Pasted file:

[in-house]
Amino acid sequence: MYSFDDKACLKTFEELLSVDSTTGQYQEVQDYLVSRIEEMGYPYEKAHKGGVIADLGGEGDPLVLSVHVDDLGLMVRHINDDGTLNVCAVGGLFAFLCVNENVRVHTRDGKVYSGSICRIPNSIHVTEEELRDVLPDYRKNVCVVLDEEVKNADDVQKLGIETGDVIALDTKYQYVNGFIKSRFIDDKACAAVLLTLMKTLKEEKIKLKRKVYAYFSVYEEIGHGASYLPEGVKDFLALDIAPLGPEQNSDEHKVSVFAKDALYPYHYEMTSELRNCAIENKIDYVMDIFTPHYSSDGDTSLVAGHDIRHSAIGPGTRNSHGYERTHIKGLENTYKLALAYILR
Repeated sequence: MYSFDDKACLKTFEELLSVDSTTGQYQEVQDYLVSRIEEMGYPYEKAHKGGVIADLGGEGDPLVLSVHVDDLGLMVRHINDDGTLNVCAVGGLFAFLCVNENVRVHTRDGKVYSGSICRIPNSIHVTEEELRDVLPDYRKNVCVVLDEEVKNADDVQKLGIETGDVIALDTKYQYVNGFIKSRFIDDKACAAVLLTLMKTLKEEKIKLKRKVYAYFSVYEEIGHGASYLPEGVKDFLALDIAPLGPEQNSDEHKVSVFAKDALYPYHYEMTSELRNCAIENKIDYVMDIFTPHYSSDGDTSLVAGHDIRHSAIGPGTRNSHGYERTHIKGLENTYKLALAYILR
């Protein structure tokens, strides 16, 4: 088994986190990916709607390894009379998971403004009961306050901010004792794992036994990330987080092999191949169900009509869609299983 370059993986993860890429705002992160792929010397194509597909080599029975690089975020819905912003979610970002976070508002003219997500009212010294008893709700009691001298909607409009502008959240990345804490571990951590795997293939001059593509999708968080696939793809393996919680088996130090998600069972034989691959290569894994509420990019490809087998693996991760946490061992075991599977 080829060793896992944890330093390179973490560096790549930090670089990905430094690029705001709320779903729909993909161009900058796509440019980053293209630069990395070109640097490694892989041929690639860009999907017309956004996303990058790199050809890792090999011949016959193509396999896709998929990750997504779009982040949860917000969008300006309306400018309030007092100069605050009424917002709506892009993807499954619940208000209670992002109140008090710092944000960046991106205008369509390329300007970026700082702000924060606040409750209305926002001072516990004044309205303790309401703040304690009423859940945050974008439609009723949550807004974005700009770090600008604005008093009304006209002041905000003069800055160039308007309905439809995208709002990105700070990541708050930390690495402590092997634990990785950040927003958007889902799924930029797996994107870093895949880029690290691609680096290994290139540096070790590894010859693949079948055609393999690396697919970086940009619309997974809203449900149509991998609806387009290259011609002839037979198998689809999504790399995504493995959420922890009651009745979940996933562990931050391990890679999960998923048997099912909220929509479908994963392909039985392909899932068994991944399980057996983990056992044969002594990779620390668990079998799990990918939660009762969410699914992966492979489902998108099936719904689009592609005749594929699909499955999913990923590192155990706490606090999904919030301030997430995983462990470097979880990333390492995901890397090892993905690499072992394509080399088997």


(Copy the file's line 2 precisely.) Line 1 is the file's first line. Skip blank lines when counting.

Amino acid sequence: MYSFDDKACLKTFEELLSVDSTTGQYQEVQDYLVSRIEEMGYPYEKAHKGGVIADLGGEGDPLVLSVHVDDLGLMVRHINDDGTLNVCAVGGLFAFLCVNENVRVHTRDGKVYSGSICRIPNSIHVTEEELRDVLPDYRKNVCVVLDEEVKNADDVQKLGIETGDVIALDTKYQYVNGFIKSRFIDDKACAAVLLTLMKTLKEEKIKLKRKVYAYFSVYEEIGHGASYLPEGVKDFLALDIAPLGPEQNSDEHKVSVFAKDALYPYHYEMTSELRNCAIENKIDYVMDIFTPHYSSDGDTSLVAGHDIRHSAIGPGTRNSHGYERTHIKGLENTYKLALAYILR